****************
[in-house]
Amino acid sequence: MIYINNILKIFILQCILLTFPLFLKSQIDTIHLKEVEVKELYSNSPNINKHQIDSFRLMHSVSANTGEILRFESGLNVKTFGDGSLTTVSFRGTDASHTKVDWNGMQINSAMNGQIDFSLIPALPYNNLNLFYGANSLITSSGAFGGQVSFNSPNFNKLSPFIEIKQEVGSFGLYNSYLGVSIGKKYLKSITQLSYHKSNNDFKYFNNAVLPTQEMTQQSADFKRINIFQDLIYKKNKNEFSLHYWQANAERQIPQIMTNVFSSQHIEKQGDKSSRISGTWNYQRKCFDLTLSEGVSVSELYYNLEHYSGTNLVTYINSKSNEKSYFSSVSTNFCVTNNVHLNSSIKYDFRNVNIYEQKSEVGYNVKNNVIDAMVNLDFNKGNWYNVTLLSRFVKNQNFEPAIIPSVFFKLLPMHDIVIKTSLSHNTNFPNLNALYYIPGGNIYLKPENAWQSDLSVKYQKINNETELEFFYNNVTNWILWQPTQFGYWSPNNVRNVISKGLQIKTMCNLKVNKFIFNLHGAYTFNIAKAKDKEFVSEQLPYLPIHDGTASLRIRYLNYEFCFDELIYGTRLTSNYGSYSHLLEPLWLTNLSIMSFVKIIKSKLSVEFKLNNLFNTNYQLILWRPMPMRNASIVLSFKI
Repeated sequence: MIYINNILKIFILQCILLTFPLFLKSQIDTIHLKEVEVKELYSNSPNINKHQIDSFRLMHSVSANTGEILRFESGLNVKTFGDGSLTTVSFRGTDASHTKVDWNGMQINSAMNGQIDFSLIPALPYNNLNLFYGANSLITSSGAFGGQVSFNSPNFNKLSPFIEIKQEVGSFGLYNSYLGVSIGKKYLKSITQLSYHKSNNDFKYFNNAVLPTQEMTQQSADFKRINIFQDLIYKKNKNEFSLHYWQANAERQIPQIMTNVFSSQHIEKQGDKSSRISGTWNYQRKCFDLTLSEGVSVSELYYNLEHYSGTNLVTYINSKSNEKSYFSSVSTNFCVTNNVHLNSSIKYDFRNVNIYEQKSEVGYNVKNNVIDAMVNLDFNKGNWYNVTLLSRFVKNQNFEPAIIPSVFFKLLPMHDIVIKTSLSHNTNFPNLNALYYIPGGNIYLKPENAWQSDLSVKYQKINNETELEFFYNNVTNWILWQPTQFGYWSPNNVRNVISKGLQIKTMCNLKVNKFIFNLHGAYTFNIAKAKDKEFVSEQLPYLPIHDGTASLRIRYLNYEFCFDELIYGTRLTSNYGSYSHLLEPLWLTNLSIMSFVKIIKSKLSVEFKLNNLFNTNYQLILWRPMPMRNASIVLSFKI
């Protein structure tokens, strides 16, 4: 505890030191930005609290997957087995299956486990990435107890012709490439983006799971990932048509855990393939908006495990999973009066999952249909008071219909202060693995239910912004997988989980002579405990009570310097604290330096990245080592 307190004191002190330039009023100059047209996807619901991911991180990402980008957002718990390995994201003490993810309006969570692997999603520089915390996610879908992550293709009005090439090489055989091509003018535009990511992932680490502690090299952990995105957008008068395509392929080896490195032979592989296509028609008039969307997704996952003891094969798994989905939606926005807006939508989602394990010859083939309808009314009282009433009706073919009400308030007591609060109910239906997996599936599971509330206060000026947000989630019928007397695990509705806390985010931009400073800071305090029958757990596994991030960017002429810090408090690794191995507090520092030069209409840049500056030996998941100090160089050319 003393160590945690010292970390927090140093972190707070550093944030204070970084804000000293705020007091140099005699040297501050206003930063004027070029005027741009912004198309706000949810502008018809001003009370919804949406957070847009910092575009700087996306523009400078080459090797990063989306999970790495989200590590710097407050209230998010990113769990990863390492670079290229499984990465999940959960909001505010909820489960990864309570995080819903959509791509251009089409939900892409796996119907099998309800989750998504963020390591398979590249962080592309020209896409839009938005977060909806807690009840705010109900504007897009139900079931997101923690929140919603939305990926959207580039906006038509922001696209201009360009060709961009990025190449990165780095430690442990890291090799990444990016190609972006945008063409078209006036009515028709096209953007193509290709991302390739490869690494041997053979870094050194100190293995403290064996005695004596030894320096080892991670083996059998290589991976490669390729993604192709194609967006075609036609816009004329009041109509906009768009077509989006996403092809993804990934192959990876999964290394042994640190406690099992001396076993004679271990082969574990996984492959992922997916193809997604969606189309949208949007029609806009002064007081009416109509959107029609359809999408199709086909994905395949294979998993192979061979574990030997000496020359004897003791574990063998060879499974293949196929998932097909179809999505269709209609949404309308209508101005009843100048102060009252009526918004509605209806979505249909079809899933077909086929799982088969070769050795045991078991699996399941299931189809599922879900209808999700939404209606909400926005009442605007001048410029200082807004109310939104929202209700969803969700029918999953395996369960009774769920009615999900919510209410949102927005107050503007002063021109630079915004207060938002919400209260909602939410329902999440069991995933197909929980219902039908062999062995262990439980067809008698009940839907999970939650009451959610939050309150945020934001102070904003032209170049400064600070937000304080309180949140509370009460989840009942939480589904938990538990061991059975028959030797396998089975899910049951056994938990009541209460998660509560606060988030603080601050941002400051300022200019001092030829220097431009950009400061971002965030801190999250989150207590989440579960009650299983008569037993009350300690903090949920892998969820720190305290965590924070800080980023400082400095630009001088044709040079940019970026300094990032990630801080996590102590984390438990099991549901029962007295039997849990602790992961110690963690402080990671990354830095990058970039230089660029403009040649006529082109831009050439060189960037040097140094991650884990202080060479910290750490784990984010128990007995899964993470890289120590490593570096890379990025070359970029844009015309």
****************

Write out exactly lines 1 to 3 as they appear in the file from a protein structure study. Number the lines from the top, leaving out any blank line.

[in-house]
Amino acid sequence: MIYINNILKIFILQCILLTFPLFLKSQIDTIHLKEVEVKELYSNSPNINKHQIDSFRLMHSVSANTGEILRFESGLNVKTFGDGSLTTVSFRGTDASHTKVDWNGMQINSAMNGQIDFSLIPALPYNNLNLFYGANSLITSSGAFGGQVSFNSPNFNKLSPFIEIKQEVGSFGLYNSYLGVSIGKKYLKSITQLSYHKSNNDFKYFNNAVLPTQEMTQQSADFKRINIFQDLIYKKNKNEFSLHYWQANAERQIPQIMTNVFSSQHIEKQGDKSSRISGTWNYQRKCFDLTLSEGVSVSELYYNLEHYSGTNLVTYINSKSNEKSYFSSVSTNFCVTNNVHLNSSIKYDFRNVNIYEQKSEVGYNVKNNVIDAMVNLDFNKGNWYNVTLLSRFVKNQNFEPAIIPSVFFKLLPMHDIVIKTSLSHNTNFPNLNALYYIPGGNIYLKPENAWQSDLSVKYQKINNETELEFFYNNVTNWILWQPTQFGYWSPNNVRNVISKGLQIKTMCNLKVNKFIFNLHGAYTFNIAKAKDKEFVSEQLPYLPIHDGTASLRIRYLNYEFCFDELIYGTRLTSNYGSYSHLLEPLWLTNLSIMSFVKIIKSKLSVEFKLNNLFNTNYQLILWRPMPMRNASIVLSFKI
Repeated sequence: MIYINNILKIFILQCILLTFPLFLKSQIDTIHLKEVEVKELYSNSPNINKHQIDSFRLMHSVSANTGEILRFESGLNVKTFGDGSLTTVSFRGTDASHTKVDWNGMQINSAMNGQIDFSLIPALPYNNLNLFYGANSLITSSGAFGGQVSFNSPNFNKLSPFIEIKQEVGSFGLYNSYLGVSIGKKYLKSITQLSYHKSNNDFKYFNNAVLPTQEMTQQSADFKRINIFQDLIYKKNKNEFSLHYWQANAERQIPQIMTNVFSSQHIEKQGDKSSRISGTWNYQRKCFDLTLSEGVSVSELYYNLEHYSGTNLVTYINSKSNEKSYFSSVSTNFCVTNNVHLNSSIKYDFRNVNIYEQKSEVGYNVKNNVIDAMVNLDFNKGNWYNVTLLSRFVKNQNFEPAIIPSVFFKLLPMHDIVIKTSLSHNTNFPNLNALYYIPGGNIYLKPENAWQSDLSVKYQKINNETELEFFYNNVTNWILWQPTQFGYWSPNNVRNVISKGLQIKTMCNLKVNKFIFNLHGAYTFNIAKAKDKEFVSEQLPYLPIHDGTASLRIRYLNYEFCFDELIYGTRLTSNYGSYSHLLEPLWLTNLSIMSFVKIIKSKLSVEFKLNNLFNTNYQLILWRPMPMRNASIVLSFKI